Miscellaneous Equipment

Holy Item: Holy items are small representations of all those things revered by religions--stars, crosses, hammers, rosaries, anointed oils, blessed wine, sacred teachings, and more. Just what constitutes a holy item depends on the campaign your character is in. All good holy items have similar effects on undead and other evil creatures, provided they are wielded by a follower of a belief associated with these items. Thus, rules that refer to holy symbols and holy water apply to all similar items, provided these items are specially prepared by the cleric's order.

Because of their special nature, holy items cannot normally be purchased. Different sects tend to protect the symbols of their faith to prevent their misuse or corruption. Therefore such items must be obtained through the auspices of a local congregation. This is not difficult for sincere followers of that faith, although requests for rare or unusual items must always be justified. Nonbelievers are given holy items only if there is a clear and present danger to the faith.

Lanterns: A hooded lantern (30-foot radius of light) is a standard lantern with shuttered or hinged sides. It is not directional, as its light is cast equally in all directions. A bullseye lantern (60-foot radius of light) has only a single shutter, the other sides being highly polished to reflect the light in a single direction. Both hooded and bullseye lanterns can be carried in one hand. A single flask of oil (one pint) burns for six hours in either.

The beacon lantern (240-foot radius of light) is a much larger affair and must be mounted on the prow of a ship, the bed of a wagon, or other large structure. It operates like the bullseye lantern but illuminates to a greater distance. The beacon goes through oil quickly, burning a flask every two hours.

Locks: Locks are still fairly primitive affairs (except for those complicated by the use of magic). All are worked with a large bulky key. Combination locks are virtually unknown at this time. As with most things, there are good, very complex locks as well as bad, easily opened locks.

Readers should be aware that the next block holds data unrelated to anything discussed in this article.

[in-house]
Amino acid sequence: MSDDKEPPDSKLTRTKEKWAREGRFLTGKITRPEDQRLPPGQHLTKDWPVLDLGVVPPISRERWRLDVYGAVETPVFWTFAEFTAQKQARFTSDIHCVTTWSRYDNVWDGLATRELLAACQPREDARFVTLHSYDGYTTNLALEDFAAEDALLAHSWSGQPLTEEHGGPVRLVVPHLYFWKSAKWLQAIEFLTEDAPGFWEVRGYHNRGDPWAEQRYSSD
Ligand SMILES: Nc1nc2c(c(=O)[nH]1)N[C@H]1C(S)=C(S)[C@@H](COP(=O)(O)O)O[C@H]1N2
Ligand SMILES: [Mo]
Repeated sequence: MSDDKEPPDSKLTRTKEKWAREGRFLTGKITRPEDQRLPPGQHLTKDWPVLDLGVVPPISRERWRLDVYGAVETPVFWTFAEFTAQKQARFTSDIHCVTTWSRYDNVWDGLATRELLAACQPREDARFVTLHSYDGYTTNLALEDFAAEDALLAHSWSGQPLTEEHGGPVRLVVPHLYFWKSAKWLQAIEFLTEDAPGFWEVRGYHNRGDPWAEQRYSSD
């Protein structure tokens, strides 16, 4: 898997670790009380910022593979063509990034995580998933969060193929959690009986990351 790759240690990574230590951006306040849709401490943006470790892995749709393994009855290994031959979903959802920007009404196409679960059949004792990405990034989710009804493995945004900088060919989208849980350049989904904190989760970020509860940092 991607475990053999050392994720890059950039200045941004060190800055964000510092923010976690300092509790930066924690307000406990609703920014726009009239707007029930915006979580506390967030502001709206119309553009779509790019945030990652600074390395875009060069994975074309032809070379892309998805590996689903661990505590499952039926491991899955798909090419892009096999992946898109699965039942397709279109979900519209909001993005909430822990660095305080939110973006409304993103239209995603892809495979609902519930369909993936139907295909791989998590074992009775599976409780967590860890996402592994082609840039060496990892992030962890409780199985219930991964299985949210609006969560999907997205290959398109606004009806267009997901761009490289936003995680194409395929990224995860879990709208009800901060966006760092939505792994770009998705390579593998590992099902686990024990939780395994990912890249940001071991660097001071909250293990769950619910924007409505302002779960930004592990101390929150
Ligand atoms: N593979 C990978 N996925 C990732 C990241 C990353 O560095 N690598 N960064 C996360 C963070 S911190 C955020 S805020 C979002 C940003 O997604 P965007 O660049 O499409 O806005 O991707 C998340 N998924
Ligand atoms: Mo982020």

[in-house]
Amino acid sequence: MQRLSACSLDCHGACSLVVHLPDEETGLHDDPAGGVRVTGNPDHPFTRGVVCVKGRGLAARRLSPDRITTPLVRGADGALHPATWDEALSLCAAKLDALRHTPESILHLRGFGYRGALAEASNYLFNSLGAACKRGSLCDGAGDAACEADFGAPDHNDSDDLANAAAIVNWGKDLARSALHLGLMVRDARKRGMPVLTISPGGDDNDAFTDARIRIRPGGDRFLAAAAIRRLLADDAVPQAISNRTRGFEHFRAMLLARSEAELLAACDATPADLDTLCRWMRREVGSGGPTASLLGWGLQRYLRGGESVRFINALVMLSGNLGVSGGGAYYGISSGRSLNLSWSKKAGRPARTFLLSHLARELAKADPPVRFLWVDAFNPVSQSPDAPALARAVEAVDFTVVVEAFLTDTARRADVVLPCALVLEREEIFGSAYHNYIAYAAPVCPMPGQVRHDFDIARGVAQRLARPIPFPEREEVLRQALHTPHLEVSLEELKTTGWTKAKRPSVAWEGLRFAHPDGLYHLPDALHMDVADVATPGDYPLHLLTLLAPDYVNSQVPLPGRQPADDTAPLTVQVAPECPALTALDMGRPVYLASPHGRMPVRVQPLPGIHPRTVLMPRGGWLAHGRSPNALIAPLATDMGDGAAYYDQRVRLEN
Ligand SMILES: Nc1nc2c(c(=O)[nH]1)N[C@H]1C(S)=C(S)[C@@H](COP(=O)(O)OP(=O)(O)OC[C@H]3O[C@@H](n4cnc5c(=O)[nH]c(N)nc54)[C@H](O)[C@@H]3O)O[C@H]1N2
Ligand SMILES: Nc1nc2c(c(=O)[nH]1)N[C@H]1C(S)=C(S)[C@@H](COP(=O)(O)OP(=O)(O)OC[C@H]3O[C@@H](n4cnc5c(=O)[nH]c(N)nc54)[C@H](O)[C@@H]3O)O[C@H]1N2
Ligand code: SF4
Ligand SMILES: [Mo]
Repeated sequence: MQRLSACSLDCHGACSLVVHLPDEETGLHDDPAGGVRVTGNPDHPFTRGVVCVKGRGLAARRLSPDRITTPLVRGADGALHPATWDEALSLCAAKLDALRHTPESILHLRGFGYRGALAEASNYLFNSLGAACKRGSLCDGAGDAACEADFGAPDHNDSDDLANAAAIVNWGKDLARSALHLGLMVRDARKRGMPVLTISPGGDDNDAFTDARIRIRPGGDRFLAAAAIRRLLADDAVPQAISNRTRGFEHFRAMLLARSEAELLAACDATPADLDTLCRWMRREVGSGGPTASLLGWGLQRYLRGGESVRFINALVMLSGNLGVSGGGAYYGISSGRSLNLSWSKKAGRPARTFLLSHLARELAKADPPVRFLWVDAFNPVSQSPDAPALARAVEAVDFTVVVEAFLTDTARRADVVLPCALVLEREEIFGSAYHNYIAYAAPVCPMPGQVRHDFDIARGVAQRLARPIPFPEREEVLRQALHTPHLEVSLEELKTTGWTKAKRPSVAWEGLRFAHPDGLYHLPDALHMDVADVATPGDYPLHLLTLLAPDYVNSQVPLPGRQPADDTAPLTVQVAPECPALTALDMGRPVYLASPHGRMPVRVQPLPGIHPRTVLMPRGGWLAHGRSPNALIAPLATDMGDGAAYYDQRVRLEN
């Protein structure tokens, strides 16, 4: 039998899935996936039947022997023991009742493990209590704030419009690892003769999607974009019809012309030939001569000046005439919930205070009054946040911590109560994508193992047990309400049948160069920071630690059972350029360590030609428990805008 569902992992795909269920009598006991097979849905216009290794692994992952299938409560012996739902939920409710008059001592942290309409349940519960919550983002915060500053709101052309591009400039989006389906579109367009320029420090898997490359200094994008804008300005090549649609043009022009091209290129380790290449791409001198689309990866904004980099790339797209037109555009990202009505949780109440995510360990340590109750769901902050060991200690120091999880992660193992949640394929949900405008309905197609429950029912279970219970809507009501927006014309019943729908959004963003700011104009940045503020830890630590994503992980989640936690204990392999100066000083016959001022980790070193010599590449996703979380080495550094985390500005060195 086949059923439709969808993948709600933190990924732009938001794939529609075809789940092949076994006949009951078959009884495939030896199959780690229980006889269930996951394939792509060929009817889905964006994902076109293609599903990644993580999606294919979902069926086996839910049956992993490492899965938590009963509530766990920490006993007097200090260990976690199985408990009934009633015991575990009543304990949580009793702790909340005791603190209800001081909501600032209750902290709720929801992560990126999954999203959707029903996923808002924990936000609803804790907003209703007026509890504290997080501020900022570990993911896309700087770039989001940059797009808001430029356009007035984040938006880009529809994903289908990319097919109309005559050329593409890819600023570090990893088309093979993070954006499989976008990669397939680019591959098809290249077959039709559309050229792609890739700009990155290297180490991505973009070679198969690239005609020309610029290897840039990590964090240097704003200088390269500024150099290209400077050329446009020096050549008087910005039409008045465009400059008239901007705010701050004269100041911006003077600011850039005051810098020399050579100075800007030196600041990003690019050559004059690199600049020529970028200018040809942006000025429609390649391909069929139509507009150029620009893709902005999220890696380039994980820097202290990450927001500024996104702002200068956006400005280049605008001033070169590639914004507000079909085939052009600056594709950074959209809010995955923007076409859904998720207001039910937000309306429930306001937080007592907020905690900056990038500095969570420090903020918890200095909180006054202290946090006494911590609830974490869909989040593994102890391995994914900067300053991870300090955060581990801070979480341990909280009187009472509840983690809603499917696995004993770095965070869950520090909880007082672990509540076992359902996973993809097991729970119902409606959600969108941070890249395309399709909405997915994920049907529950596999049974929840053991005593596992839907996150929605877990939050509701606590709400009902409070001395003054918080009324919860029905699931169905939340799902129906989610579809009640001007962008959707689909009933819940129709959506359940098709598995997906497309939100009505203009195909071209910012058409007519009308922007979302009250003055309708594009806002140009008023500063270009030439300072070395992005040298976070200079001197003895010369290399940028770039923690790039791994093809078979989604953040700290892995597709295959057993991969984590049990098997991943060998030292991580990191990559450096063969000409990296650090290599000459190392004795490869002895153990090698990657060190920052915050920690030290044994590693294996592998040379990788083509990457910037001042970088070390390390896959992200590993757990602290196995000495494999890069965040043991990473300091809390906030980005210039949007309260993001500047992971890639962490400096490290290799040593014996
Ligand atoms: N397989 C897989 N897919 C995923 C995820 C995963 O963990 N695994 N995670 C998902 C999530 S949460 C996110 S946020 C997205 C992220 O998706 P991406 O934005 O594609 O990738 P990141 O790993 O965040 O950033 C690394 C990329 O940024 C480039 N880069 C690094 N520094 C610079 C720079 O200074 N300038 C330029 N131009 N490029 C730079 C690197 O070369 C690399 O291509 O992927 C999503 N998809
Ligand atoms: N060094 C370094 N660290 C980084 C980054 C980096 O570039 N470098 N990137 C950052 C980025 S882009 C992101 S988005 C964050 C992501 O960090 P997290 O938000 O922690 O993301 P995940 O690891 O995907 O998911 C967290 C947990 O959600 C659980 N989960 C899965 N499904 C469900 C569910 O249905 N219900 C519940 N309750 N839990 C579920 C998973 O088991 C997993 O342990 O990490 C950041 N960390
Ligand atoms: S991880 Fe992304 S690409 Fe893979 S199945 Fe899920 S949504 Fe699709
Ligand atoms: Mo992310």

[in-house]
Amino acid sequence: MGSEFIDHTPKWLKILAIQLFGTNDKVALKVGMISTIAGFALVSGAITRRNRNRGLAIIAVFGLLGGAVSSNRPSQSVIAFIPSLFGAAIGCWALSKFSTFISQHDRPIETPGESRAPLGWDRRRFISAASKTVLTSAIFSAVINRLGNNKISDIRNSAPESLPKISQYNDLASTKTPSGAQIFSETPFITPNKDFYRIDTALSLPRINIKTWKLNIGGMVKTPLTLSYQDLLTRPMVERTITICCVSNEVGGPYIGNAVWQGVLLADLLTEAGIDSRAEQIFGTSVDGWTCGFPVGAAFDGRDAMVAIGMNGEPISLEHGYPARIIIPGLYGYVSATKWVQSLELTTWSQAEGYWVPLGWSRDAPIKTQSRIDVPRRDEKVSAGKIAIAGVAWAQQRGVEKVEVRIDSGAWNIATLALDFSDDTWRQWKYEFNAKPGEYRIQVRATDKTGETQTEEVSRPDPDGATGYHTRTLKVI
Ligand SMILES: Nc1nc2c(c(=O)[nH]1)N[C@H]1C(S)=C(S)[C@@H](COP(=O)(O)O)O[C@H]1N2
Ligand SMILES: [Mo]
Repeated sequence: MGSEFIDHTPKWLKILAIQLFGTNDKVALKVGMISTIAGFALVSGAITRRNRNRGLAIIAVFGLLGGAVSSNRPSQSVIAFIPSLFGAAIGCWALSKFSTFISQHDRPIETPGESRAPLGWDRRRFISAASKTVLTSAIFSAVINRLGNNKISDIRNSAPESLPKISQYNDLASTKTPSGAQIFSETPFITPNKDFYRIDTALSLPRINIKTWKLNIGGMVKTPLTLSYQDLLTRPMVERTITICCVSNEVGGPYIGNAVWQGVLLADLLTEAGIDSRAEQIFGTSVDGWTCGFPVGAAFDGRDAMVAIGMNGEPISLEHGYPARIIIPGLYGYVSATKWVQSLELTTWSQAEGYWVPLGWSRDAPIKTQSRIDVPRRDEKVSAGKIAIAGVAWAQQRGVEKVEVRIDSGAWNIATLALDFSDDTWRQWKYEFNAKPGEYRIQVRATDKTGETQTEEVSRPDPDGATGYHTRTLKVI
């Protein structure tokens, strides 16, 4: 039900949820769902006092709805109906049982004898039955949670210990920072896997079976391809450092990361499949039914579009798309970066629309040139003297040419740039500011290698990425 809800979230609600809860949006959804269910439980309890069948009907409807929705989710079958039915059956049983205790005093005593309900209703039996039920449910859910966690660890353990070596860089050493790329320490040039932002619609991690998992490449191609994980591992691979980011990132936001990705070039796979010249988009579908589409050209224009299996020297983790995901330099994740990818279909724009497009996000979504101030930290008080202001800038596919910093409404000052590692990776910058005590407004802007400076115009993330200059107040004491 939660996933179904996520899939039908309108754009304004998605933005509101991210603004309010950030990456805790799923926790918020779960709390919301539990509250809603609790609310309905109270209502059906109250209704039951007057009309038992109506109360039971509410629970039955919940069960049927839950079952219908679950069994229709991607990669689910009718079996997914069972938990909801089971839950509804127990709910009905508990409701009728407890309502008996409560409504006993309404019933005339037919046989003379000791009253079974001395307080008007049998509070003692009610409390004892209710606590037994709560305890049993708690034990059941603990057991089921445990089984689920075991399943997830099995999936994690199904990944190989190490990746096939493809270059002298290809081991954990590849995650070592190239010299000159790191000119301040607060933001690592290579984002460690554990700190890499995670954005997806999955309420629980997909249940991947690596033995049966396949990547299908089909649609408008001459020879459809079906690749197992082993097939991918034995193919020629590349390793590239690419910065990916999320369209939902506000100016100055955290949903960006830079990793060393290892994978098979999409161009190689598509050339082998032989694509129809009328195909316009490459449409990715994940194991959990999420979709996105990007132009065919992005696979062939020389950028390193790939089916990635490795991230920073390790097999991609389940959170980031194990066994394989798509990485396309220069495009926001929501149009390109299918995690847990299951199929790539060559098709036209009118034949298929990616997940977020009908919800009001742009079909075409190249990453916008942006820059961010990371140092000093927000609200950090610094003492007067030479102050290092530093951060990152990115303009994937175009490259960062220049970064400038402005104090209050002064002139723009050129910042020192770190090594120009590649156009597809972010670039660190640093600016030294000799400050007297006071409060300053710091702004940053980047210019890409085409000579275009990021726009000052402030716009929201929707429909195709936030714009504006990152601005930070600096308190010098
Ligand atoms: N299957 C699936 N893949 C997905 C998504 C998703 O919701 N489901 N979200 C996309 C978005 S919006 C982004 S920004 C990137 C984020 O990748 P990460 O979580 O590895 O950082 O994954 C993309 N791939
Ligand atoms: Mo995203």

Magnifying Glass: This simple lens is more an oddity than a useful tool. It does not greatly enhance viewing, especially since many are unevenly ground, creating distortion. It is useful as a substitute for tinder and steel when starting fires.

Merchant's Scale: This is a small balance and pans along with a suitable assortment of weights. Its main use is to weigh coins--a common method of settling a transaction. Merchants are well aware that coins can be undersized, shaved, or plated. The only sound protection is to check the coins against a set of established weights. It is also needed when using foreign coins to make a purchase or exchange. Of course, merchants are no more noble than anyone else and may use sets of false weights--one set heavier than normal for selling an item (causing the customer to pay more) and another set lighter than usual for buying items (letting the merchant pay less). In well-regulated areas, officials verify the accuracy of weights and measures, but this in itself is no protection. Players may wish to have a scale and weights for their own protection.

Oil: Greek fire is a general name given to all highly flammable oils used in combat. (Historically, Greek fire was a special combination of oil and chemicals that was sticky and difficult to extinguish.) These oils are highly flammable and a little dangerous to carry. Lamp oil is used for lamps and lanterns. It is not particularly explosive although it can be used to feed an existing blaze.

Spyglass: Like the magnifying glass, the spyglass is more of an oddity than a useful item. Objects viewed through it are a little closer, although not much. For better results magical items are preferred. The spyglass gives from two to three times magnification.

Thieves' Picks: This is a small collection of tools useful to burglars. The kit includes one or more skeleton keys, long metal picks, a long-nosed clamp, a small hand saw, and a small wedge and hammer. These combined with some common tools (such as a crowbar) make up most of the special equipment a thief needs to perform his trade.

Water Clock: This bulky item is good for giving the time accurate to a half-hour. Activated by a regulated flow of drops, the water clock is not something you carry in your pocket. For it to work at all, it must have a source of water and be left undisturbed. A very uncommon item, it is primarily an amusement for the wealthy and a tool for the student of arcane lore. The vast majority of society is not concerned with exact time.

(For further descriptions of non-weapon equipment, consult
Adventurer's Equipment in the Arms & Equipment Guide)

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